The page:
Your Voice: Looking beyond the Israel-Hamas headlines

"We need to learn to look beyond the headlines. We need to look for who is missing from the reports and what’s not being said. Many times, our own brothers and sisters in Christ will be found in that void."
(Unsplash photo)

Your Voice: Looking beyond the Israel-Hamas headlines

About 900 Christians live in Gaza, yet they are missing from headlines and news reports about the war between Hamas and Israel.

Gazan Christians are glossed over simply as Palestinians, who themselves often are reduced to no more than Hamas. Most Palestinians, however, are caught in the crossfire of someone else’s war and are suffering the consequences.

We need to learn to look beyond the headlines. We need to look for who is missing from the reports and what’s not being said. Many times, our own brothers and sisters in Christ will be found in that void.

RELATED: Read more stories on the Israel-Hamas war.

Small place

The Gaza Strip is a small place. At just 25 miles long and between 3.7 and 7.5 miles wide, Gaza would fit in the state of Texas between Dallas and Fort Worth with more than 10 miles to spare.

Eric Black.

At almost 141 square miles in size, Gaza is comparable to Brownsville’s 145 square miles. However, more than 2 million people live in Gaza, while Brownsville’s population is not quite 188,000. This means Gaza’s average population density is more than 14,000 people per square mile, compared to Brownsville’s 1,295.

Gazans are hemmed between the Mediterranean Sea on the west, Egypt — who doesn’t want them — on the south, and Israel everywhere else. There is nowhere for them to flee Israel’s reprisals following Hamas’ surprise attack Oct. 7.

This means Christians in Gaza also have few places to flee.

While Christian tour groups in Israel are seeking safety and a quick exit from the country during its war with Hamas, Christians in Gaza do not have this option.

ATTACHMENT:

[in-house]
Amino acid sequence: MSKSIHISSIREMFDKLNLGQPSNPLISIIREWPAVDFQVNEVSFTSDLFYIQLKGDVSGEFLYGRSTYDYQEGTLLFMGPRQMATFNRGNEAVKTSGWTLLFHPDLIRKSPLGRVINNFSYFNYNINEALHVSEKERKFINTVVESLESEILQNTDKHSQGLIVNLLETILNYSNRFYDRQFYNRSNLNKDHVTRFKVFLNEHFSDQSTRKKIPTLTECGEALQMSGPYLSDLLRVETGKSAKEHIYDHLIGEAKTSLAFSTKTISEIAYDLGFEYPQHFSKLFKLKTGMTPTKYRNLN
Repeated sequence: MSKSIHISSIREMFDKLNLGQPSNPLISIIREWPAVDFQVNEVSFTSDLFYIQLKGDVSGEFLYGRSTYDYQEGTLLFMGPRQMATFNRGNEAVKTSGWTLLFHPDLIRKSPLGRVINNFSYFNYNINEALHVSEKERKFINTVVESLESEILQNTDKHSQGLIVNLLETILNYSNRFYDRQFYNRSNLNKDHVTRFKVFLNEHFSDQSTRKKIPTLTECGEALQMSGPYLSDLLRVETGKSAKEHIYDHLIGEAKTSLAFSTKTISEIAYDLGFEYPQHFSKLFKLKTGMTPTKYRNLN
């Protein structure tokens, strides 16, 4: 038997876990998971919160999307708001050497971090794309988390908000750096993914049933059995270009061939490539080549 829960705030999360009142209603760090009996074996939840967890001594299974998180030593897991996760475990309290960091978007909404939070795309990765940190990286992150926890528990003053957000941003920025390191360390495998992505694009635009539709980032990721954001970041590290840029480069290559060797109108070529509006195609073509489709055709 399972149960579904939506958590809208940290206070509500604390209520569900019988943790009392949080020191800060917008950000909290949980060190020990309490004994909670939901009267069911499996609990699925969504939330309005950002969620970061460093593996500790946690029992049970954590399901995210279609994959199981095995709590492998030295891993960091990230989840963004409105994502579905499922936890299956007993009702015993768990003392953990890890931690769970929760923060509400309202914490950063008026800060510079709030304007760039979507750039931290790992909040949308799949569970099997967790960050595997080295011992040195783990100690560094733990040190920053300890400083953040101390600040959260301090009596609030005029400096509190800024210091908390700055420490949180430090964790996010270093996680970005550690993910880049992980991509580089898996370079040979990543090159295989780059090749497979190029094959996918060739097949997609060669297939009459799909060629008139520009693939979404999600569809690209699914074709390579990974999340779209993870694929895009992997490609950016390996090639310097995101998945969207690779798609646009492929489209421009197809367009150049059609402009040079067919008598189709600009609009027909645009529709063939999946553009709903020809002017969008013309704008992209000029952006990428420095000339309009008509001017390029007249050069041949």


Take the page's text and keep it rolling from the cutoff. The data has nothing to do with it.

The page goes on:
Gaza’s border is heavily controlled by Israel, with a fence and sections of concrete wall running the length of the land border — complete with underground sensors — and Israeli gunships patrolling the coastline. Two official exits are available — the military checkpoints Erez on the northern border and Rafah on the southern border of Gaza, both of which now are closed.

To leave Gaza through either point, Gazans must obtain a temporary military permit that takes a long time to receive and typically is granted to Gazan Christians only on Christian holidays. In the case of the Rafah crossing — which Israel has struck at least twice in the last few days — Gazans must obtain both Israeli and Egyptian military permits.

Gaza is also an impoverished place. The Christian Mission to Gaza website reports:

  • Children age 14 and younger make up 45% of Gaza’s population, compared to less than 18% of the U.S. population.
  • “Only 3 percent live past 65.”
  • “Less than 10% of the water is fit to drink, with seawater, sewage and chemicals contaminating Gaza’s overloaded aquifer.”

Before the war

  • Before the war, electricity was “available for only about four hours a day.”
  • “Three out of 10 people live below the $1.90-a-day poverty line.”
  • “80% depend on charity for food.”

According to an email from Pastor Hanna (John) Massad, founder of Christian Mission to Gaza and former pastor of Gaza Baptist Church, the majority of Gaza’s 2 million people do not belong to Hamas or the Palestine Liberation Organization, but “are people who want to raise and support their families.”

As the war progresses, as the prospect for full-scale destruction looms, and as hospitals in Gaza fill to overflowing with the injured, many wonder if the above description of Gaza and its people will become a historical footnote.

Will we care at all, or will we continue to ignore the full story about Gaza in favor of headlines like Foreign Policy’s “A Guide to Palestinian and other Anti-Israel Factions?” Such headlines leave us thinking all Palestinians are Islamist militants, when in reality the majority are not and want nothing to do with Hamas.

Such headlines also tell us nothing of our Palestinian brothers and sisters in Christ.

Gazan Christians trace their roots “to the day of Pentecost (Acts 2:9–11),” Massad stated. Among the 14 ethnic groups named in Luke’s account of that day, Arabs were among them, Massad reminds us.

Today, there are three Christian churches in the Gaza Strip, only one of which is evangelical — Gaza Baptist Church. There also is an Orthodox and a Catholic church. Massad reported Gaza Baptist Church’s building sustained damage when Israeli munitions struck nearby.

Massad reported during an Oct. 11 interview many Christians in the Rimal neighborhood of Gaza City have lost their homes and are seeking refuge in the area because, as noted above, there is nowhere else for them to find refuge.